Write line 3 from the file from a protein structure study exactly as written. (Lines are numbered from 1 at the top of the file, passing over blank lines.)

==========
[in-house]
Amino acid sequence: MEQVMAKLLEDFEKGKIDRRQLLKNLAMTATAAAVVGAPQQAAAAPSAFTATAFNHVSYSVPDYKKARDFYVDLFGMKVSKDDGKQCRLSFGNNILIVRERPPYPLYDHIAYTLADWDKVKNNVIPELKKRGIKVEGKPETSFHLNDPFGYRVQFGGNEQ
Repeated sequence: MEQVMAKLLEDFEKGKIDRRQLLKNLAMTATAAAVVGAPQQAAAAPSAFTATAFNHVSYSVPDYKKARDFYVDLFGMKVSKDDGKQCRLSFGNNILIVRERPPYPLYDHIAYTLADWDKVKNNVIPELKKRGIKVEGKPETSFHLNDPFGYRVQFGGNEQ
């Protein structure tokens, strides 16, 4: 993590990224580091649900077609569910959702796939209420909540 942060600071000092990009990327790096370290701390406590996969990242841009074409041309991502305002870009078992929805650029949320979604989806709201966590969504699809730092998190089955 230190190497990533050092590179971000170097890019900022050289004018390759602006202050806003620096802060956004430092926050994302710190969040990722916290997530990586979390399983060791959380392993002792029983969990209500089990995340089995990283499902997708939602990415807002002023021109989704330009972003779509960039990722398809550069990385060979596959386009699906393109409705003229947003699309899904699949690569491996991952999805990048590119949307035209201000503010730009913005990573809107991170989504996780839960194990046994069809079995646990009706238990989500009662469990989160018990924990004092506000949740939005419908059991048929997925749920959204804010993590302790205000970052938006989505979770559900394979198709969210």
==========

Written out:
Repeated sequence: MEQVMAKLLEDFEKGKIDRRQLLKNLAMTATAAAVVGAPQQAAAAPSAFTATAFNHVSYSVPDYKKARDFYVDLFGMKVSKDDGKQCRLSFGNNILIVRERPPYPLYDHIAYTLADWDKVKNNVIPELKKRGIKVEGKPETSFHLNDPFGYRVQFGGNEQ